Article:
Treasure Island

Rudyard Kipling

(30 December 1865 – 18 January 1936 / Bombay)

To Wolcott Balestier


Beyond the path of the outmost sun through utter darkness hurled --
Further than ever comet flared or vagrant star-dust swirled --
Live such as fought and sailed and ruled and loved and made our world.

They are purged of pride because they died, they know the worth of their bays,
They sit at wine with the Maidens Nine and the Gods of the Elder Days,
It is their will to serve or be still as fitteth our Father's praise.

'Tis theirs to sweep through the ringing deep where Azrael's outposts are,
Or buffet a path through the Pit's red wrath when God goes out to war,
Or hang with the reckless Seraphim on the rein of a red-maned star.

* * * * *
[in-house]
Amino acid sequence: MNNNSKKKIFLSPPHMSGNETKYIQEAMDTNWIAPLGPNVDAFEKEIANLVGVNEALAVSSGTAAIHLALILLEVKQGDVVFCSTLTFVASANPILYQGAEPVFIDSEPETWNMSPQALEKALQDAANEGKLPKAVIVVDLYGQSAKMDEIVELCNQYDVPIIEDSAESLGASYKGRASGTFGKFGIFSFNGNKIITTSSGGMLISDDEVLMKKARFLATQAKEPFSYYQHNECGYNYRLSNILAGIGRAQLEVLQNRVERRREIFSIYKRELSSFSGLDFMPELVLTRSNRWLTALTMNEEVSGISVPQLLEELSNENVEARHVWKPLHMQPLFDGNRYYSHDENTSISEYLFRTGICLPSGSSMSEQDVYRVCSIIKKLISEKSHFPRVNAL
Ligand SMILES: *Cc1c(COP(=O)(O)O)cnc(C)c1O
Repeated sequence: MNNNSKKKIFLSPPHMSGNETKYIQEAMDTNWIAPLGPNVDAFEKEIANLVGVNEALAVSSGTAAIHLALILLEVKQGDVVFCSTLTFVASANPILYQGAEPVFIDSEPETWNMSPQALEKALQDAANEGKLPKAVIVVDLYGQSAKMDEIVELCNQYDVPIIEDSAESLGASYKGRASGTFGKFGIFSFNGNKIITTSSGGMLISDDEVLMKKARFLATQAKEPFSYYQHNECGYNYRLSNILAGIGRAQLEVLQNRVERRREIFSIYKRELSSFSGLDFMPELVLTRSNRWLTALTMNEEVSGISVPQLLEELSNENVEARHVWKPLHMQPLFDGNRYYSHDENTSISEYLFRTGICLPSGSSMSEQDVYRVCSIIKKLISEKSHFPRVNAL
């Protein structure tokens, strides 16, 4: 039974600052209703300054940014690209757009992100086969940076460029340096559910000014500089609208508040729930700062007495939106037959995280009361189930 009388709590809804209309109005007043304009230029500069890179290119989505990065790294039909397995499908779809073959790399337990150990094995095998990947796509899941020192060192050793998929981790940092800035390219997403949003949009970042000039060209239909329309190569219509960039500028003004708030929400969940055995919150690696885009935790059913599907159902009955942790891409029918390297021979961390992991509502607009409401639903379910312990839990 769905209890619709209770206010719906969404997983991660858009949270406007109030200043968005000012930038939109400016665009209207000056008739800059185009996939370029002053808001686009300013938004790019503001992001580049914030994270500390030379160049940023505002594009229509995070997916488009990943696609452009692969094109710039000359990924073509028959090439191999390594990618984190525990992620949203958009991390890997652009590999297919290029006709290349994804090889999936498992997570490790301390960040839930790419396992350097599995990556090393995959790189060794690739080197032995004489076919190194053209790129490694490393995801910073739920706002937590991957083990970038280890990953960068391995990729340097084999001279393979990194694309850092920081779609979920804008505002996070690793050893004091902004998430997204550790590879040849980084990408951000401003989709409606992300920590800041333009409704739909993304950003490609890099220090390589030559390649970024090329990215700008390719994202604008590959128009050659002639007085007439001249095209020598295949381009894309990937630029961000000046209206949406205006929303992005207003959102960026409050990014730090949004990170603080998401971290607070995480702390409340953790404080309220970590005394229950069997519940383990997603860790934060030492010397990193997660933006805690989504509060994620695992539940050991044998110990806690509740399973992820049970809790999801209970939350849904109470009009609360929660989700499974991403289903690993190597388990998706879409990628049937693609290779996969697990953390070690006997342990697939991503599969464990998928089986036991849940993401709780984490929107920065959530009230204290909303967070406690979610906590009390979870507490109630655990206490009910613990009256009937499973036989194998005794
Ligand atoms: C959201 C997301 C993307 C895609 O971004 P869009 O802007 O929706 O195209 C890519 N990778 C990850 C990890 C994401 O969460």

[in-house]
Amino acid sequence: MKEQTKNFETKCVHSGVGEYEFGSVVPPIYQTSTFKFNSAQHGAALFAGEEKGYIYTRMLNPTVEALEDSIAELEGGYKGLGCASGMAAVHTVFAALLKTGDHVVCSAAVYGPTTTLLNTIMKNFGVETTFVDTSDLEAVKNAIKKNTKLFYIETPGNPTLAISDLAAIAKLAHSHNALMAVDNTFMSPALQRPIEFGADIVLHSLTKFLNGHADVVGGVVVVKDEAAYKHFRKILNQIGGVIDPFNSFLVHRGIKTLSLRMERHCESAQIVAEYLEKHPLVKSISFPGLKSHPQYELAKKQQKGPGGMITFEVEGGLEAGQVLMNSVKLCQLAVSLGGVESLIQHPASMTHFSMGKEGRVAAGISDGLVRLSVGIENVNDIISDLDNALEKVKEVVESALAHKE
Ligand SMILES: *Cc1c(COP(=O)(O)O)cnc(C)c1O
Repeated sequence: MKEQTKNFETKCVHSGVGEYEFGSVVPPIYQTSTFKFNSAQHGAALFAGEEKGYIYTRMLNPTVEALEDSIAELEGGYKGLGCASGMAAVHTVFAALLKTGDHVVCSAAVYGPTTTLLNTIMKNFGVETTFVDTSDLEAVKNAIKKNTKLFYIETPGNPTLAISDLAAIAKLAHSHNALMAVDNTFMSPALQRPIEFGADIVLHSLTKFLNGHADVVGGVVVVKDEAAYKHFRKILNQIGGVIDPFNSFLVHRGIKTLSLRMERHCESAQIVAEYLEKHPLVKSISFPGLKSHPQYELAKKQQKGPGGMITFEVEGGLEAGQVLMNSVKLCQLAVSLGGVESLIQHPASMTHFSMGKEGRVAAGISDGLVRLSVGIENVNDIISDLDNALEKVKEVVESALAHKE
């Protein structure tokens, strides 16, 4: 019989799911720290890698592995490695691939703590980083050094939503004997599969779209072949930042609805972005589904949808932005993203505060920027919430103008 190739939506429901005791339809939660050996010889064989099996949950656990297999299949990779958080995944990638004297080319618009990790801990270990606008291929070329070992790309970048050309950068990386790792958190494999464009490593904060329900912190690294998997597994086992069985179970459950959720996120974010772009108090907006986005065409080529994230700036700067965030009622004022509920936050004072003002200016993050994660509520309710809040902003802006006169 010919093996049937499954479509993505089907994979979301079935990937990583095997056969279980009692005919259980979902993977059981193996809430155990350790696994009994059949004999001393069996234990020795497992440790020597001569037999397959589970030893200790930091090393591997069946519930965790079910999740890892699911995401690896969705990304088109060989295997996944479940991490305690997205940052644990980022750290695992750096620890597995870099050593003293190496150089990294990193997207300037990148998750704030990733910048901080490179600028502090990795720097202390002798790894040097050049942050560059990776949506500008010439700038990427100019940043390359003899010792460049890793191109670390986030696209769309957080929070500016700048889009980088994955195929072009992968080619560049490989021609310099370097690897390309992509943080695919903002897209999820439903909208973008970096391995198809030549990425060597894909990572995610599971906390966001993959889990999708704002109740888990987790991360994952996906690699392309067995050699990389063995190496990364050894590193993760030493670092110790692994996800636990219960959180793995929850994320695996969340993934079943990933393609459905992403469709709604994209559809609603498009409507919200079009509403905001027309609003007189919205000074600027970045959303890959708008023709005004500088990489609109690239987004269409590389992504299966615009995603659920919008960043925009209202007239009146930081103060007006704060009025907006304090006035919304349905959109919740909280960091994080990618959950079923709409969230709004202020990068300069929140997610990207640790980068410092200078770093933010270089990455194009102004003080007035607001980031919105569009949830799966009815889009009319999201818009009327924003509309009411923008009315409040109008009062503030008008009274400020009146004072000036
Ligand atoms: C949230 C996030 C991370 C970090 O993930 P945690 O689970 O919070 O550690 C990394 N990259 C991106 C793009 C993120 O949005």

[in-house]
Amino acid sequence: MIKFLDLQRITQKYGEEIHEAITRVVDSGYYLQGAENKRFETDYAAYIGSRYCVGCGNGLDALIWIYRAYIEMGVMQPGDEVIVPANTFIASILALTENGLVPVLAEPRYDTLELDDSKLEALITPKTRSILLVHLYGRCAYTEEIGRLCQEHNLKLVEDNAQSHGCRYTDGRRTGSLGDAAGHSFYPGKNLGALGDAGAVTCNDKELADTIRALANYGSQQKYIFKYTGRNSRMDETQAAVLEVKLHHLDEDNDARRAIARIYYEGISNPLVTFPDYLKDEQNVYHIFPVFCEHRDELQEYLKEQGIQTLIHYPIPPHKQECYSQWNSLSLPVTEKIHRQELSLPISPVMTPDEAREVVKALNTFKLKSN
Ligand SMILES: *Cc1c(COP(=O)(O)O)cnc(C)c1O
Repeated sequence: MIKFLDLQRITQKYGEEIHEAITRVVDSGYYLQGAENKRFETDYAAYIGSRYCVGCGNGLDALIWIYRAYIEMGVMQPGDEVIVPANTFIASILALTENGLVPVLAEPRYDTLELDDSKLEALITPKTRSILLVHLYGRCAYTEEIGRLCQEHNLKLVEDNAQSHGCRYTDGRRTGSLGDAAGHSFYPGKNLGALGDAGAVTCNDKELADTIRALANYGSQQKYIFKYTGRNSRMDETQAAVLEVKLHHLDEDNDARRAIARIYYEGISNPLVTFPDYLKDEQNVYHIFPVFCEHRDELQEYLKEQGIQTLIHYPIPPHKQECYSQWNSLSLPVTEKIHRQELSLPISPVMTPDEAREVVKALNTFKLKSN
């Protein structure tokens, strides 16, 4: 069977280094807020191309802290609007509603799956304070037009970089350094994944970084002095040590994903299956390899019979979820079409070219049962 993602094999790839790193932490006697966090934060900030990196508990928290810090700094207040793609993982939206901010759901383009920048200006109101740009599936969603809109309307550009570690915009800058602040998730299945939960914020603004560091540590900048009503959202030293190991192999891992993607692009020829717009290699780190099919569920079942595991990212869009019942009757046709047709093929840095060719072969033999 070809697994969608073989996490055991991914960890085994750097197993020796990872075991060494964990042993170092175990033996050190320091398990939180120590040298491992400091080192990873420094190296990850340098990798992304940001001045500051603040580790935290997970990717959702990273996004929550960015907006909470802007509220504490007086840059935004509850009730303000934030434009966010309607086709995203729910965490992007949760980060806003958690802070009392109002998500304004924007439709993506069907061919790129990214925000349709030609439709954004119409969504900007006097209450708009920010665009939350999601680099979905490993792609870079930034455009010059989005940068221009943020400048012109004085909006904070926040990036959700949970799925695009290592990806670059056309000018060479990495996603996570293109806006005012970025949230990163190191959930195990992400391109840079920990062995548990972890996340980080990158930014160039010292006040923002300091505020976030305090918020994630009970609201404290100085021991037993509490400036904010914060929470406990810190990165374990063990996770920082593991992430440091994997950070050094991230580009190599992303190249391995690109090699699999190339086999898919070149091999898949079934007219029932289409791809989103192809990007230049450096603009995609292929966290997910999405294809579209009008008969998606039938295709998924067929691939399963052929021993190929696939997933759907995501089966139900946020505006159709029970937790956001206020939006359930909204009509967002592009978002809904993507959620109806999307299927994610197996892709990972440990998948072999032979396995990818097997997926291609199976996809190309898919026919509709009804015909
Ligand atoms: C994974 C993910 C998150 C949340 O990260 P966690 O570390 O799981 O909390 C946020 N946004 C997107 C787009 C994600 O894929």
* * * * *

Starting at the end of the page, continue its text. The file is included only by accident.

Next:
They take their mirth in the joy of the Earth --
they dare not grieve for her pain --
They know of toil and the end of toil, they know God's law is plain,
So they whistle the Devil to make them sport who know that Sin is vain.

And ofttimes cometh our wise Lord God, master of every trade,
And tells them tales of His daily toil, of Edens newly made;
And they rise to their feet as He passes by, gentlemen unafraid.

To these who are cleansed of base Desire, Sorrow and Lust and Shame --
Gods for they knew the hearts of men, men for they stooped to Fame,
Borne on the breath that men call Death, my brother's spirit came.

He scarce had need to doff his pride or slough the dross of Earth --
E'en as he trod that day to God so walked he from his birth,
In simpleness and gentleness and honour and clean mirth.

So cup to lip in fellowship they gave him welcome high
And made him place at the banquet board -- the Strong Men ranged thereby,
Who had done his work and held his peace and had no fear to die.

Beyond the loom of the last lone star, through open darkness hurled,
Further than rebel comet dared or hiving star-swarm swirled,
Sits he with those that praise our God for that they served His world.

Submitted: Tuesday, December 31, 2002

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